Our aid is to strengthen the networks of secessionist movements working to decolonise the present world empires - whether in the American or Soviet blocs, in China or India, or closer to home within Europe - the Bretons, Catalans, Welsh and so on.
We believe that the gradual dissolution of the superpowers - a process underway in Poland and elsewhere today - is the surest way to avert the threat of global nuclear war.
Mr A Hyman's review of the 'Western Saharans' (NI No. 98) shows a complete ignorance of some local facts as well as a suspicious readiness to transform the Sahraouis problem into an East West issue, with his emphasis on the Sahraouis' Soviet weaponry.
I would particularly like to take him up on three points. The first one relates to his dismissal of the Polisario Front as 'a motley assortment of Sahraoui patriots and mercenaries'. Let me remind Mr Hyman that Morocco has so far failed to produce any evidence of 'mercenaries' taking part in this war and that a mercenary would be better off fighting somewhere else, since Algeria already finds it difficult to cope with the number of refugees swarming into Tindouf (South of Algeria).
Secondly, Algeria's support cannot but originate from its long struggle against the French and the popular help it has given Liberation Movements around the world since independence. Its refusal to negotiate with Morocco at the Sahraoui's expense, despite lavish financial promises from the Saudis, clearly shows that. Finally, I would like to draw Mr Hyman's attention to the fact that neither Mali nor Niger have suffered any domination from Algeria, although they have both enjoyed its support since independence.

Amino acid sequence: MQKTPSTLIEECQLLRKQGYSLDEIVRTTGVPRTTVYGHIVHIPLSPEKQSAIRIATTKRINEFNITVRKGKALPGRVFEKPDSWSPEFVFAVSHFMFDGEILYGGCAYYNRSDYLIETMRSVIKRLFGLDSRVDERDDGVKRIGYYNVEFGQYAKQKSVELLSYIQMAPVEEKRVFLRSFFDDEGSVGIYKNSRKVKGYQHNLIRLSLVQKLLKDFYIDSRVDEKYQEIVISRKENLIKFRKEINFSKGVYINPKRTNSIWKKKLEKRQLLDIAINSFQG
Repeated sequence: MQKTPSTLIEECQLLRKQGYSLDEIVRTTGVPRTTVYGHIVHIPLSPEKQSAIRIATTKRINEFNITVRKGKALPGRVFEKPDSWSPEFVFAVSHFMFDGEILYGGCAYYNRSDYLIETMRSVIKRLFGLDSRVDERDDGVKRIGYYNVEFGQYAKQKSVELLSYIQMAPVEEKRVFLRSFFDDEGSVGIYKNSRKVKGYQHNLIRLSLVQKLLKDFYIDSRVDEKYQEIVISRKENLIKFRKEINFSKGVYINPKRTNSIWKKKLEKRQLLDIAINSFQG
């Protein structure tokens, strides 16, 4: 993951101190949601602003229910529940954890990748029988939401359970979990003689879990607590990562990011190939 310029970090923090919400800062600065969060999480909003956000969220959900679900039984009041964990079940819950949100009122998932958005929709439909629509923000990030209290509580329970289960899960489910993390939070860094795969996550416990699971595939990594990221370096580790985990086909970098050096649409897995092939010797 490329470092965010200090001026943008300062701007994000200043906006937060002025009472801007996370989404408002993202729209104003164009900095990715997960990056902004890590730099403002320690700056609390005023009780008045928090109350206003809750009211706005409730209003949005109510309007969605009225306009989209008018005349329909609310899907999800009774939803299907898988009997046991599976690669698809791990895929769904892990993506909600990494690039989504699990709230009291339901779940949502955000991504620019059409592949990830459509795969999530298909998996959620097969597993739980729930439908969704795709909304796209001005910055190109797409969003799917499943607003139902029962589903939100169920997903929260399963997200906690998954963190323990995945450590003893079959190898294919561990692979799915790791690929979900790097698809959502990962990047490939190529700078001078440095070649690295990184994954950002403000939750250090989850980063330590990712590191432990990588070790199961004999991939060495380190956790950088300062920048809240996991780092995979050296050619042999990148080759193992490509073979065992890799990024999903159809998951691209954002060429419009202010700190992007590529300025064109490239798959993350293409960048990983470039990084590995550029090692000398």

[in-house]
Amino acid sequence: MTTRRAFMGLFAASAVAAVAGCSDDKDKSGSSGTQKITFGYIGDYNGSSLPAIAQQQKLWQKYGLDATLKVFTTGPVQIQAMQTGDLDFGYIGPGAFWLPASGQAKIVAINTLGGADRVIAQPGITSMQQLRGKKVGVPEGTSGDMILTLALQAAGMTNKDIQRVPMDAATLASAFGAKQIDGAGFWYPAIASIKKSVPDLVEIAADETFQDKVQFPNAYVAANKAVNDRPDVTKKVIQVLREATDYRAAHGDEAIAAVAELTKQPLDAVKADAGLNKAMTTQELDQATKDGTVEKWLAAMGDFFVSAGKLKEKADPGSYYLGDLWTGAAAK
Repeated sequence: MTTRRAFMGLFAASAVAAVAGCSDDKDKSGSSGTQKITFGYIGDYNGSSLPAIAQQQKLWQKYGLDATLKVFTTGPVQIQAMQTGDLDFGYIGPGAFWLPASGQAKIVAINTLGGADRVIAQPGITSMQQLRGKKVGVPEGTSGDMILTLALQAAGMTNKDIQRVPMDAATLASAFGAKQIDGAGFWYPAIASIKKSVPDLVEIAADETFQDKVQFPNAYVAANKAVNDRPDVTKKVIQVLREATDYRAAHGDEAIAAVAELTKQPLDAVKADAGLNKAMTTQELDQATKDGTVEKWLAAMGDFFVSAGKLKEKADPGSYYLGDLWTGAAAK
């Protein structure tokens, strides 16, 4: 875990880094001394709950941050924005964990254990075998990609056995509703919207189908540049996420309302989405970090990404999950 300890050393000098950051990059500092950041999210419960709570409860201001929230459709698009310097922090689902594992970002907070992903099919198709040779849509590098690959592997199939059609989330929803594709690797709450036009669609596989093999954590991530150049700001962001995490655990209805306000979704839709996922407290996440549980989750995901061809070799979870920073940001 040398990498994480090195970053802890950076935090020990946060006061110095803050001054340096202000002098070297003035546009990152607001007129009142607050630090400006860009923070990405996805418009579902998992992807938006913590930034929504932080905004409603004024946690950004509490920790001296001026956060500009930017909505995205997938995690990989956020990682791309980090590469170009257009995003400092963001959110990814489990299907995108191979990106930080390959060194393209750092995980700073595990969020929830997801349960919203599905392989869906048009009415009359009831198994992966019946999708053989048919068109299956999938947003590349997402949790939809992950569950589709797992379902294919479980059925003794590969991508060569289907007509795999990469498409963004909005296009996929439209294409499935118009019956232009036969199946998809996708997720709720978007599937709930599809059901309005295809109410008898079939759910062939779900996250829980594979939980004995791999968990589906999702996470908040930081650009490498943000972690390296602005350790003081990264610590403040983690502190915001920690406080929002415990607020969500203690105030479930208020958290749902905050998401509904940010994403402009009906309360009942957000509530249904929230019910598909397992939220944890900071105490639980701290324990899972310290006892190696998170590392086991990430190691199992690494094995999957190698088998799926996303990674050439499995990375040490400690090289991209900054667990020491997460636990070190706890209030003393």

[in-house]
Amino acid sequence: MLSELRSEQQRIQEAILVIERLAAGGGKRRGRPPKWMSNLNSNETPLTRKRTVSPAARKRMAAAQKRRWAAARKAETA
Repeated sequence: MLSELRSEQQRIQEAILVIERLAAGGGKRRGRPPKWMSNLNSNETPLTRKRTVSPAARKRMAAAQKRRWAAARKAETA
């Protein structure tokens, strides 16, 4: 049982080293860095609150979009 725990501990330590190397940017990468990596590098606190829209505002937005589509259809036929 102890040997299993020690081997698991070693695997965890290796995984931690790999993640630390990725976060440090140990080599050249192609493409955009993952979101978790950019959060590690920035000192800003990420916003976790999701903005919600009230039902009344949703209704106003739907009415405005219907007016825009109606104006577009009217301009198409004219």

N. E. Anane
Clioquinol, whose horrific side-effects you describe in your January issue (NI No. 95), is not the only dangerous drug manufactured and sold by Ciba-Geigy. Drs Paul Epstein and John Yudkin have described in The Lancet (August 1980) how a young British woman nearly died and suffered terrible facial damage after taking Cibalgin in Mozambique.
Cibalgin contains amidopyrine, a drug known to produce such side-effects since 1952 and withdrawn from the market in Britain, Sweden, the US, and elsewhere. Ciba Geigy announced that they would withdraw amidopyrine from all countries by the end of 1977, but in 1980 it was still on sale in much of Africa, Latin America and the Middle East.
It was ironic that the incident should have happened in Mozambique, one country tackling its pharmaceutical problems in a determined way. Mozambique is drawing up a list of around 350 essential drugs, establishing a central purchasing agency, phasing out private pharmacies and forming its own drug manufacturing unit.